Ensuring a Sustainable Future for Our Past and Our Planet

Protecting the Brown Long-eared Bats at Fota House

A roofing project is a major undertaking in any house, so imagine what might be involved in reroofing a large heritage house. Balancing the functional needs of the house with the preservation of its historical authenticity takes some planning.  And the focus is not only on flashing, slates and insulation. There are also environmental sustainability considerations which can include some interesting house inhabitants!

Enter the Brown Long-eared Bat.

Fota House, Arboretum and Gardens is not only a cultural gem and visitor attraction in Cork but also a haven for biodiversity on Fota Island.  As owners of the property, the Irish Heritage Trust are committed to preserving not only its rich built heritage, but also the delicate ecosystems that coexist within and around it.

Fota House Roof Residents

Environmental sustainability and maintaining the ecological balance at our properties is considered in all Trust activities.  Our roof residents and their roosting sites are strictly protected under both national and international law. Where human activities have the potential to compromise this, measures to compensate and mitigate need to be put in place.

The Wildlife Act makes it unlawful to intentionally disturb a bat or its resting place without a licence to derogate from the Habitats Regulations and the EU Habitats Directive requires that appropriate monitoring of populations be undertaken.

Conservation and Biodiversity

And so, prior to initiating any work on the roof, the Irish Heritage Trust commissioned O’Donnell Environmental to undertake a bat survey at Fota House.  This would determine if bats were roosting in the building and help us get to know our lodgers a little better.

The Brown Long-eared Bats (Plecotus auritus) are nocturnal mammals known for their distinctive long ears and intricate flight patterns. They are the most frequent species of Irish bats and can be found in attics and cracks in buildings. Their preferred habitats are sheltered woodland, parkland, and well-wooded gardens.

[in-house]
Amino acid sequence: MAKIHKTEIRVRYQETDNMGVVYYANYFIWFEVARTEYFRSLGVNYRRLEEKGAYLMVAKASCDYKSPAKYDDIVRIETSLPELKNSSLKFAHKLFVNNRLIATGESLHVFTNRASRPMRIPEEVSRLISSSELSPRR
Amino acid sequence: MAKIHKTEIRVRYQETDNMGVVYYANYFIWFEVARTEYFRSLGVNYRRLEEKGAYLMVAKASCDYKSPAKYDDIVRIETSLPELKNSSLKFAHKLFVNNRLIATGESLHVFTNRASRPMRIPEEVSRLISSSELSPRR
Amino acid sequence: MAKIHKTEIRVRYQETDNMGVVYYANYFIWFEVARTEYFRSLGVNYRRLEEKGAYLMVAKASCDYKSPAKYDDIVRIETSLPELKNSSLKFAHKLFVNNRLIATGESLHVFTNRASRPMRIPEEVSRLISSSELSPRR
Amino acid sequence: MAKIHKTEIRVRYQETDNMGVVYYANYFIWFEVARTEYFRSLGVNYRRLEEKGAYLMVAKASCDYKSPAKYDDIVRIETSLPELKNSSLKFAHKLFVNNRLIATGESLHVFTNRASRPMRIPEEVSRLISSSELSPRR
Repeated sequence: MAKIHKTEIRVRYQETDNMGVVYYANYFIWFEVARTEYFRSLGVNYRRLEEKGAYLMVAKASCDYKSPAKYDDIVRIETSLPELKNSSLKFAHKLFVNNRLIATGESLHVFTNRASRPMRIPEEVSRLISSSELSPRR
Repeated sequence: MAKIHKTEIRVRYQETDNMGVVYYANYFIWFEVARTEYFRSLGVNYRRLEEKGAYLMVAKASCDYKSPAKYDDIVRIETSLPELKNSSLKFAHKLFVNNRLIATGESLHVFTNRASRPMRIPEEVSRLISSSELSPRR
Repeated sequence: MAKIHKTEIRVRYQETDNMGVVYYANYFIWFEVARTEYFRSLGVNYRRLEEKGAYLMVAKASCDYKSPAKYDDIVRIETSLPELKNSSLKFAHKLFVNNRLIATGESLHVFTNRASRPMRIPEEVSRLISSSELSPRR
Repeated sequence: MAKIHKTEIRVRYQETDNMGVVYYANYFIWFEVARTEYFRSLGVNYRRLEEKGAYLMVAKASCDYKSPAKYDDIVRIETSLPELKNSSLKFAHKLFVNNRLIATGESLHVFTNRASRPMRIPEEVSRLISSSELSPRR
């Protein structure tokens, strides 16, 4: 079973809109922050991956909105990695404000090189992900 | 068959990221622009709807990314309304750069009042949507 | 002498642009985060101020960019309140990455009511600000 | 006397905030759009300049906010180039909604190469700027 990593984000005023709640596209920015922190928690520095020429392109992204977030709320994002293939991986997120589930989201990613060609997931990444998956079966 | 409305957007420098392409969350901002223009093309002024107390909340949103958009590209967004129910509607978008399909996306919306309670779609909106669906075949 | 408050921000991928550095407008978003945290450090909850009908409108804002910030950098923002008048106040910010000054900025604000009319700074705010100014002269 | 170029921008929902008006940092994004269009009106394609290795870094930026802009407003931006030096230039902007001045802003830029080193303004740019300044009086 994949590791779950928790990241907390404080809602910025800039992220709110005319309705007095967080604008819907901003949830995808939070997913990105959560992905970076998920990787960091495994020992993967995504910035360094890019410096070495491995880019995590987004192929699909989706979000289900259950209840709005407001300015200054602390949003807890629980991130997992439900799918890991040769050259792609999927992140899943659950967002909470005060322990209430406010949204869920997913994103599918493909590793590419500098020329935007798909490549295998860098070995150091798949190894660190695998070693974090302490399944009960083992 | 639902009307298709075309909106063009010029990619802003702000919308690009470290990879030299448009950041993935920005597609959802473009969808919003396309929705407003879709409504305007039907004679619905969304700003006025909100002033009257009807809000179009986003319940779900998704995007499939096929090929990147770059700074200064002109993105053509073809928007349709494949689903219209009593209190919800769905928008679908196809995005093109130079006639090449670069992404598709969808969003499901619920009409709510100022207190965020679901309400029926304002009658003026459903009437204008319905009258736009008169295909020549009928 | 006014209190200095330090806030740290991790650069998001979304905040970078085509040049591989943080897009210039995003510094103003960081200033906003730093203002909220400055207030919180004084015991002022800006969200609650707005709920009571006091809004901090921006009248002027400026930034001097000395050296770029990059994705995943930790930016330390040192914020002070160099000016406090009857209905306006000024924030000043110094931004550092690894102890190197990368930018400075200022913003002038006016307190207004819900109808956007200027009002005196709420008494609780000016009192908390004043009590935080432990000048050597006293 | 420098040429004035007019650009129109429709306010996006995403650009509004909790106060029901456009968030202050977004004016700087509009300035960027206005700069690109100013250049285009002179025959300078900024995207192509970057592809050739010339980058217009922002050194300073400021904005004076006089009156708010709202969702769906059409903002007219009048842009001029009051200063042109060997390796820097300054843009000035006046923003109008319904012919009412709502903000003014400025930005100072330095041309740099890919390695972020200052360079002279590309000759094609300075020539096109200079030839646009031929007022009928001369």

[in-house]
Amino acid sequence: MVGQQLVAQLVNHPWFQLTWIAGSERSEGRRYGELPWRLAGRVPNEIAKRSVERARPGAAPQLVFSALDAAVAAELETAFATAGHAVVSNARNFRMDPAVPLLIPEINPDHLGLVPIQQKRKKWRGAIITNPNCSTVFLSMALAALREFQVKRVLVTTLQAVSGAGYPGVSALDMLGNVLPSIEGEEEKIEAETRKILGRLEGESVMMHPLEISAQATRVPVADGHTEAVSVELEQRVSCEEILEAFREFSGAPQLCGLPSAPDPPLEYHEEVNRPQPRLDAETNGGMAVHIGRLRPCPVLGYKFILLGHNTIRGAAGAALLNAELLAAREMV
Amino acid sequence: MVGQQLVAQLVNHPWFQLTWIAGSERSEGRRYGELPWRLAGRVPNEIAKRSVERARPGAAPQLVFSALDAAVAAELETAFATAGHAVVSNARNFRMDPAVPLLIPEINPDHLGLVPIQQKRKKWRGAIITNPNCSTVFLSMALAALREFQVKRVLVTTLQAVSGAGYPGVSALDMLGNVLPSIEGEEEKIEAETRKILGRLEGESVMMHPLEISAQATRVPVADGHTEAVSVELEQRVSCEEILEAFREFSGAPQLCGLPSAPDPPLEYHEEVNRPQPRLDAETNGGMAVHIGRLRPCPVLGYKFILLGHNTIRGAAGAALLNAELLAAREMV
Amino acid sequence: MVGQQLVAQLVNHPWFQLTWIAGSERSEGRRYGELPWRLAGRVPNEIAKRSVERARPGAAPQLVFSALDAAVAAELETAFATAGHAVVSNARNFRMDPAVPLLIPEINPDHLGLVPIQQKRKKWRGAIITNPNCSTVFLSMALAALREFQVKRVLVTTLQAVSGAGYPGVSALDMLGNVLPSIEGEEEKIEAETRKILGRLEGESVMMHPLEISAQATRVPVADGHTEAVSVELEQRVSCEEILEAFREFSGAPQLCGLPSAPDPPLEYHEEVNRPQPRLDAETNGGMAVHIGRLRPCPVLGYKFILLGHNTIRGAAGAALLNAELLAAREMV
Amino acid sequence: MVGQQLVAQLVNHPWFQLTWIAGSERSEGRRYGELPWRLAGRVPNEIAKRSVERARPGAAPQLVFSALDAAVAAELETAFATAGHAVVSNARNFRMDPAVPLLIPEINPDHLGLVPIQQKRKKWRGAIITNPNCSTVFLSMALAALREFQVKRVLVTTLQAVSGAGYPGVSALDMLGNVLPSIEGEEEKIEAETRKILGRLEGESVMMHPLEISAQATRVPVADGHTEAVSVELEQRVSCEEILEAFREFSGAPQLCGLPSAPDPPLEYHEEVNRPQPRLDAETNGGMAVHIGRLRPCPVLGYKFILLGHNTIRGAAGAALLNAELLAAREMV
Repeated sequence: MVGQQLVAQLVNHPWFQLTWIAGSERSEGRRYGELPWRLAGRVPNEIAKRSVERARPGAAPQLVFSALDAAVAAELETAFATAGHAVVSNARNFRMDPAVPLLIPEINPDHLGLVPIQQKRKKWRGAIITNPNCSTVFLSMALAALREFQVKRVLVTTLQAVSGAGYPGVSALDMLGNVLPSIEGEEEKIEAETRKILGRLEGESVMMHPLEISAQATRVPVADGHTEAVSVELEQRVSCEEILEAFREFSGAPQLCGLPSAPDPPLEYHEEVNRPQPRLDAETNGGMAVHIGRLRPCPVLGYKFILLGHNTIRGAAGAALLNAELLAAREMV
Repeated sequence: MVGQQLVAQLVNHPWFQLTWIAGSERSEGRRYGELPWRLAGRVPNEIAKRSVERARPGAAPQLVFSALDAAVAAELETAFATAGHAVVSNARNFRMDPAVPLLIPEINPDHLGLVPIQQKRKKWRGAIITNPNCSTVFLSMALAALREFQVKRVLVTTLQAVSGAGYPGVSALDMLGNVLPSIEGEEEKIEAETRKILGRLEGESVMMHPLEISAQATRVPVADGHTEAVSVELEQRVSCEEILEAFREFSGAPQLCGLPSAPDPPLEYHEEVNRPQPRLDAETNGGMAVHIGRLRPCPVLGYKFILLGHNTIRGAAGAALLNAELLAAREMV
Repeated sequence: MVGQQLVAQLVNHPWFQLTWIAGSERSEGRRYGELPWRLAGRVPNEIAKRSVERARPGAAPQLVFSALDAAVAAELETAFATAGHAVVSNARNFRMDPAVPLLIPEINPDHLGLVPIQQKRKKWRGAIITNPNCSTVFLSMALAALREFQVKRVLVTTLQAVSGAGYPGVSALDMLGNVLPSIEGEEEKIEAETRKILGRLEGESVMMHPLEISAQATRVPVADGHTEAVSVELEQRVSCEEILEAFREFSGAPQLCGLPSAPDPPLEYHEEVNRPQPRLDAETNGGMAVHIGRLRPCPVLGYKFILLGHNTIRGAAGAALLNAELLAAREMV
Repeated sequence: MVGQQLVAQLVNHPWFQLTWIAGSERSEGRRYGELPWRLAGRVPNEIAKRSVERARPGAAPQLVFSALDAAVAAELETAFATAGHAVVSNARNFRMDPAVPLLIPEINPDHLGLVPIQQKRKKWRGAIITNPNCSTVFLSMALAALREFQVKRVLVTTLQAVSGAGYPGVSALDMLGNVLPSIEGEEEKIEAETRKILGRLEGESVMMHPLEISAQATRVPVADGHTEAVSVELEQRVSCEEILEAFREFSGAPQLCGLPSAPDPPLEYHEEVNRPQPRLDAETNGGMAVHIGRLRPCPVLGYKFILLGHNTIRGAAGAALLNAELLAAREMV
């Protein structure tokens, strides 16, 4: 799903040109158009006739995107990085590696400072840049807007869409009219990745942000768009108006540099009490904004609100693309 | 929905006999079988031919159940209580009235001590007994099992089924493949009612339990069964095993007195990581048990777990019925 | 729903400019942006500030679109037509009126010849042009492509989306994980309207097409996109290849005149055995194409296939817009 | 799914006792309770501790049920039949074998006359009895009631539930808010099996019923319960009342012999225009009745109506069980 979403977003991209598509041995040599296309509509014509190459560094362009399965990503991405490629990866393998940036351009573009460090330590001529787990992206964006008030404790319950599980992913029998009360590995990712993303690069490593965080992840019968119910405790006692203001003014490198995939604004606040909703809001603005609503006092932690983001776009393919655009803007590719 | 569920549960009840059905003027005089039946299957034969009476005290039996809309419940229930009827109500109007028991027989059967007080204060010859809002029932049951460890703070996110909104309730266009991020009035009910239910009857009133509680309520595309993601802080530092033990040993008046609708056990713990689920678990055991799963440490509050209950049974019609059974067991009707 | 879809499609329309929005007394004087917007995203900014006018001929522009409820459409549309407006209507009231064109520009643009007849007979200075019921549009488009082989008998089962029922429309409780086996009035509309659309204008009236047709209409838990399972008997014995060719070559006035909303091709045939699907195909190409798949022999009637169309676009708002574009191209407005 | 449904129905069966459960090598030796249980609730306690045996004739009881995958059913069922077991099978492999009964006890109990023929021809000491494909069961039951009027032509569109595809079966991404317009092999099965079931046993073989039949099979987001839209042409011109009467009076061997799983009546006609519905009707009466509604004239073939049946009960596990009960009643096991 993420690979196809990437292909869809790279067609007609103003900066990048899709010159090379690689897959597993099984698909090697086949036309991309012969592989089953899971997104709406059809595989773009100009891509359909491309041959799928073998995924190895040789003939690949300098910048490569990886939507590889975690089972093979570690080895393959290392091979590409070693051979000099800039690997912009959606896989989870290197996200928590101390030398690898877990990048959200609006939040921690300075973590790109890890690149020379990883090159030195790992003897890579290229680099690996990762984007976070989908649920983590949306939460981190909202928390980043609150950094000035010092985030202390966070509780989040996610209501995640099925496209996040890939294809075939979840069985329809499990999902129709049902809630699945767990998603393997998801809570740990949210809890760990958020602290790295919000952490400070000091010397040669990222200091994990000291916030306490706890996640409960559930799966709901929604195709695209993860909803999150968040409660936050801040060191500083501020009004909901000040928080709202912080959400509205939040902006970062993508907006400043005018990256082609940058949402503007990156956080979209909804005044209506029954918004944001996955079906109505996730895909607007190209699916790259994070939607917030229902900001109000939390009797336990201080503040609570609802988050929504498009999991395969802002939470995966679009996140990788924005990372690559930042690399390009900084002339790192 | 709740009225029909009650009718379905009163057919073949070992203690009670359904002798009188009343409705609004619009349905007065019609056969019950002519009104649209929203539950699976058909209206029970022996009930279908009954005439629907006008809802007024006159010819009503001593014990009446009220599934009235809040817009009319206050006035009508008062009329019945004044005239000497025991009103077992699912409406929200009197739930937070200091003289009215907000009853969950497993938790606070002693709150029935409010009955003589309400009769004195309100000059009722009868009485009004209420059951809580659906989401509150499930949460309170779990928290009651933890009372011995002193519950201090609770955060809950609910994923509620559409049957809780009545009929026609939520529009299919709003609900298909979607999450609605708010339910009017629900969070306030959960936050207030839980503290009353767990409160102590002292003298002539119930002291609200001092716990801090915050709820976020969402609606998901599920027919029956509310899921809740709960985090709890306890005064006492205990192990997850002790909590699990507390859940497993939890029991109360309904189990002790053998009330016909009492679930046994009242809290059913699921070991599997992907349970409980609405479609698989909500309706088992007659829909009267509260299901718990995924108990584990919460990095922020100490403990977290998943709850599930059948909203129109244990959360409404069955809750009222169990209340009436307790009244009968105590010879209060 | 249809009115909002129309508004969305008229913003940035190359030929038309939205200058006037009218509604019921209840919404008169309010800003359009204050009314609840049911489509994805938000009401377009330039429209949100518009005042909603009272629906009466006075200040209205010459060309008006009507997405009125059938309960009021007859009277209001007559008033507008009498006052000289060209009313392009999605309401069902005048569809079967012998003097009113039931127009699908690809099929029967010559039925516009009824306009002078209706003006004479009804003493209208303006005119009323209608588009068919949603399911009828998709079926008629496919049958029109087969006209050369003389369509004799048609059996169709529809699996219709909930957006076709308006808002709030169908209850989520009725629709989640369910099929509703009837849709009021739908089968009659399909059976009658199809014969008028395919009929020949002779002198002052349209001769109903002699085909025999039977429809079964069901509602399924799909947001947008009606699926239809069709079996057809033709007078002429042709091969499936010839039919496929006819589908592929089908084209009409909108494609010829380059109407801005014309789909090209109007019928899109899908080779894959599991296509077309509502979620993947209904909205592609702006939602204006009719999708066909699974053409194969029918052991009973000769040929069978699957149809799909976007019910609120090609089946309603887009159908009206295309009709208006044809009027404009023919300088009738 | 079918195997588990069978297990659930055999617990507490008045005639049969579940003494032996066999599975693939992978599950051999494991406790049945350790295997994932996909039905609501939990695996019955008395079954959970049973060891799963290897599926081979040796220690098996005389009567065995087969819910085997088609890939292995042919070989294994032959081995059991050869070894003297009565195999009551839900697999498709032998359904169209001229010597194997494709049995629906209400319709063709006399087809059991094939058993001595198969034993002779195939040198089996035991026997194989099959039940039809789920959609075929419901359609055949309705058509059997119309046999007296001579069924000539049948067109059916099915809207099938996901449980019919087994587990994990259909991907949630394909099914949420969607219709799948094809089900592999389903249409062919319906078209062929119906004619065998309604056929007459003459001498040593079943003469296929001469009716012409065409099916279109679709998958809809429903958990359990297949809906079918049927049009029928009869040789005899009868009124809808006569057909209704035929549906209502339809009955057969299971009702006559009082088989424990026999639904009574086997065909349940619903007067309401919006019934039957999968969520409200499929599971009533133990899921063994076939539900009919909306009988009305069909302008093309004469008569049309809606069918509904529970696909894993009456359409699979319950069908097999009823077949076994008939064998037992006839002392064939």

They play a crucial role in maintaining ecological balance and need careful consideration around any proposed works involving their habitats.

Brown long-eared bat at Fota House

Did you know!

Johnstown Castle Estate in Wexford is home to one of the largest colonies of Soprano Pipistrelle bats in Ireland. The tower near the Irish Agricultural Museum on the estate serves as a nursery roost each spring for a population of over 700 bats. Daubenton’s bats can also be seen skimming the waters of the Johnstown Castle Estate lakes.

Bat Monitoring

Various surveys of the house were undertaken to assess and evaluate the likely importance of the roof to the bats. These included visual assessments of the building structures along with emergence surveys and bat activity surveys using thermal imaging.

And it turned out the bats had found a home here! A maternity roost was identified with their main roosting location within the attic and upper floor of the main house.

As the roof works necessite the replacement of parts of the roof, the potential for impact needed to be considered. Avoidance and mitigation measures to address any potential effects on the bats during the works were detailed and a derogation license sought.  Working with architects and contractors, the works were planned outside the maternity season to minimise impacts on the maternity roost.

Alternative Accommodation – Bat Boxes

The rehousing of the bats was carried out successfully over several nights in October 2023 before the start of the bats hibernation period. Six artificial bat boxes were erected in the treeline south of Fota House to provide temporary accommodation for the colony. 

Roof construction will be completed in early 2024 and the maternity colony rehoused for the next breeding season. O’Donnell Environmental will continue to monitor the bats throughout the project and repeat surveys will be carried out following the completion of works.

Box Box installation at Fota House

A Sustainable Future for Our Past and Our Planet

By taking proactive steps to protect the Brown long-eared Bats during the roof project, Fota House is a model for harmonising heritage preservation and ecological conservation. Our dedication to safeguarding the ecosystems at the properties in our care goes hand-in-hand with our commitment to preserving their historical legacy.

The success of this project to date proves that with careful planning and stakeholder involvement, we can build a sustainable future that honours both our past and our planet.

We acknowledge all those who are playing a part in this important work and look forward to sharing further updates.

Environmental Consultants O’Donnell Environmental

Roof Project Architects JCA Architects

Project Funding Department of Housing, Local Government & Heritage

Construction Summerhill Construction

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